A Battle Between The Newest Movie-Editing Programs

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A Battle Between The Newest Movie-Editing Programs

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By Harold Glicken

McClatchy-Tribune News Service


Well, that was fast. A week ago I was singing the praises of Pinnacle Studio 18, the latest version of one of the premiere budget movie-editing programs. Now, like someone who upgrades his car every fall, when the new models debut, I’m going to sing the praises of Adobe Premiere Elements, version 13.

Praises not because it is appreciably better than version 12, just as Studio isn’t significantly better than version 17, but because it offers something Studio doesn’t: a choice of three levels of expertise: quick, guided and expert. In quick mode, you basically have to know how to import your video clips into a story board, then drag and drop them onto a timeline. That’s the way most movie-editing software works. If you’re more adventurous, the guided mode — which I recommend — gives step-by-step instructions. The expert mode speaks for itself. A filmmaker has access to multiple story boards, sound tracks, special effects and transitions. Once again, let me say that too many special effects and twirling transitions loudly proclaim “amateur.”

I’ve used previous versions of Premiere Elements for years. It’s more powerful than Apple’s iMovie and Moviemaker for Windows. But I find Premiere Elements hardly as daunting as, say Final Cut, and the price is right.

With Premiere Elements, you can create photo books, scrapbooks and more. Clips can be shared for social media. Still, iMovie is my favorite program for creating photo books. It’s easy to use, economical and the results are nothing short of brilliant, even for an amateur. (Better yet, iMovie comes free with Apple devices.)

I shoot both photos and movies on my Nikon 5200, and even though my lenses compensate for a shaky hand, Premiere Elements goes a step farther and finishes the job. Unless you are into cinema verite, you’ll probably want to reduce shaking as much as possible.

New in version 13 is the ability to show movies in Apple’s retina-display mode. This version is faster and utilizes 64-bit technology. You’ll need extra RAM to fully utilize that.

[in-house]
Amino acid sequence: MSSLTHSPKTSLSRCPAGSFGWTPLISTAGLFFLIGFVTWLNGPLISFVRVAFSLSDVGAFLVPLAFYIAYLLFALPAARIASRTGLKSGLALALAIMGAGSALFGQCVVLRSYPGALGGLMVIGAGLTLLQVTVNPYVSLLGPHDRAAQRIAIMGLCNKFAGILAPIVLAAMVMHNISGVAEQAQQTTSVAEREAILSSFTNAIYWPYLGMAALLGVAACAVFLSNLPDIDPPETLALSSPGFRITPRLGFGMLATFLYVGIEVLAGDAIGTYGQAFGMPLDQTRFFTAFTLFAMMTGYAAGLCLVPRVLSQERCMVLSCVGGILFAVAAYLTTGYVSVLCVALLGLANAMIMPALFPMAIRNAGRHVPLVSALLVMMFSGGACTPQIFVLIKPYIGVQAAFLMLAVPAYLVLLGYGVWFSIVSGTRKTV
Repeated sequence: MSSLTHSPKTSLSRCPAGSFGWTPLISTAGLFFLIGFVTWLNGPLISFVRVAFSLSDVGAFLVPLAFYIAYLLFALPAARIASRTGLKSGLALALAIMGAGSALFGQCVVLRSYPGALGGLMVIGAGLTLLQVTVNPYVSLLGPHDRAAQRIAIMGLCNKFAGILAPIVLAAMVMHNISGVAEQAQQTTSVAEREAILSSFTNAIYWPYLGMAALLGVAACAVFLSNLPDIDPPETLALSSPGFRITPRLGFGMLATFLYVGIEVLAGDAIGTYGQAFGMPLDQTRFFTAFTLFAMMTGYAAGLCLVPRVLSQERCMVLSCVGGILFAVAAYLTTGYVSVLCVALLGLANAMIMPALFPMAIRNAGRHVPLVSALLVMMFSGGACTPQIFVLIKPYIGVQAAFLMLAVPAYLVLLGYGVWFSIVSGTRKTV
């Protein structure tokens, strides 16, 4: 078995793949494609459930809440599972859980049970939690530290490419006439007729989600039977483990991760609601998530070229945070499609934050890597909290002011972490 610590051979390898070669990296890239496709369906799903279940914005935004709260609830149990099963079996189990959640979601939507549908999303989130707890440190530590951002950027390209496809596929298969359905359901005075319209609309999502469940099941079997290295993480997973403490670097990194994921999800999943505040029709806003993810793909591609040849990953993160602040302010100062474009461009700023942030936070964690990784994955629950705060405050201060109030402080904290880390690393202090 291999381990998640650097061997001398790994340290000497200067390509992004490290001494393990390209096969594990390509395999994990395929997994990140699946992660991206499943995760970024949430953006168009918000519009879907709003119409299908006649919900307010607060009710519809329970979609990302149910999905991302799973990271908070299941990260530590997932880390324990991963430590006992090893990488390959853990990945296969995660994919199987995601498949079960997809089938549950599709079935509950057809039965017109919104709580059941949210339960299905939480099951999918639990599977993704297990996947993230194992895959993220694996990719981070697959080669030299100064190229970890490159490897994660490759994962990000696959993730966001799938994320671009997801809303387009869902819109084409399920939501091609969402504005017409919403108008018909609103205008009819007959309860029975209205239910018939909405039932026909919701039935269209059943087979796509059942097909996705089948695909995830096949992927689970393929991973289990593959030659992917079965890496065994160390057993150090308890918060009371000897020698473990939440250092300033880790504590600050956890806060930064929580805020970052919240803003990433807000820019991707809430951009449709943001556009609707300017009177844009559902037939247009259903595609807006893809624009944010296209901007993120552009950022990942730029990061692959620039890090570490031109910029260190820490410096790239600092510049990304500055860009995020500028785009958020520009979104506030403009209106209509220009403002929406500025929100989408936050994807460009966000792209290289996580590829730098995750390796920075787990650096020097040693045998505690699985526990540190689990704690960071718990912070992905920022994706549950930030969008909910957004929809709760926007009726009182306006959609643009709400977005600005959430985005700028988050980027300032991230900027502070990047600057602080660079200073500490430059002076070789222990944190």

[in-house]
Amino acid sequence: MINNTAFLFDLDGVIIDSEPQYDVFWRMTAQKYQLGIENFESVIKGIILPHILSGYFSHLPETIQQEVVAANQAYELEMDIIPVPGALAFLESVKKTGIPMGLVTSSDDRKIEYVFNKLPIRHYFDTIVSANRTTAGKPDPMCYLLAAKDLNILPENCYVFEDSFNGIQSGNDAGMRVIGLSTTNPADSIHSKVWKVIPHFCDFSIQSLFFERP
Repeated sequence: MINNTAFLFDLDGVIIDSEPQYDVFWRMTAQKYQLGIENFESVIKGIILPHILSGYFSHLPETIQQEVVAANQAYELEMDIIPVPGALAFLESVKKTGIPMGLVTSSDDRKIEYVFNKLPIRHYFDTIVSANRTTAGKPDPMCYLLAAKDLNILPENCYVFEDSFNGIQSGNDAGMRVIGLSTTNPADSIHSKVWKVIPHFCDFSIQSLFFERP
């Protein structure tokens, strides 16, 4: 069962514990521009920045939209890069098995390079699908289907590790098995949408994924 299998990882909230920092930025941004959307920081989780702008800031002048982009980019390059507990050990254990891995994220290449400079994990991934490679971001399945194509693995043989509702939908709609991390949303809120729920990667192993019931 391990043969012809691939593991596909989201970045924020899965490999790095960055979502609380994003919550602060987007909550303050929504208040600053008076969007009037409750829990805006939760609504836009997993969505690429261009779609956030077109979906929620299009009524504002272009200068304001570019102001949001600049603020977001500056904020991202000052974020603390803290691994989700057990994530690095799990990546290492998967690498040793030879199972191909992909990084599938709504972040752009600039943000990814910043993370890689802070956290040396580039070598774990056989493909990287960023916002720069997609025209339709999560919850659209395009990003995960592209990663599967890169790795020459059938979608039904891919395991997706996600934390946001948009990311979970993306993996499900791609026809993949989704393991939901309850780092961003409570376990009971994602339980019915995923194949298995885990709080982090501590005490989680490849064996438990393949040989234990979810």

I also have been using Photoshop Elements, the little brother to Photoshop, since version 6, and find that it still is the easiest, fastest and best photo-editing software on the planet. Like its movie-editing cousin, Photoshop Elements has three modes: quick, guided and expert. The quick mode is probably all that an amateur needs. One feature that I liked was demonstrated by a scrapbook photo expert. She showed how photos can be merged to add objects to the original. In one photo, a husband stands alone; in another the wife stands alone. Using the merge feature, both people appear in the same photo. This is a big, huge, gigantic no-no for professionals. But there’s nothing to prevent an amateur who is not shooting for publication to try it.

So, what to do? Do you upgrade Premiere Elements, which can be bundled with Photoshop Elements, for $119? Or, if you’re using another movie-and-photo-editing package, do you shell out $150 for Windows and Mac for the two Elements? Depends. If you went out and bought Pinnacle Studio, stick with it. Studio has excellent tutorials, but is a bit more difficult to master. If you’re in the market for a program that is a step up from iMovie, go for Premiere Elements, and get Photoshop Elements while you’re at it. If you have version 12 of both Elements program, stick with them. There aren’t enough new features in version 13 to justify the $119 upgrade for both programs.

That should settle it — until next week, when, if history repeats itself, an even newer, more feature-rich editing program struts its stuff.



Harold Glicken is a retired newspaper editor. He can be reached at [email protected]


©2014 McClatchy-Tribune Information Services

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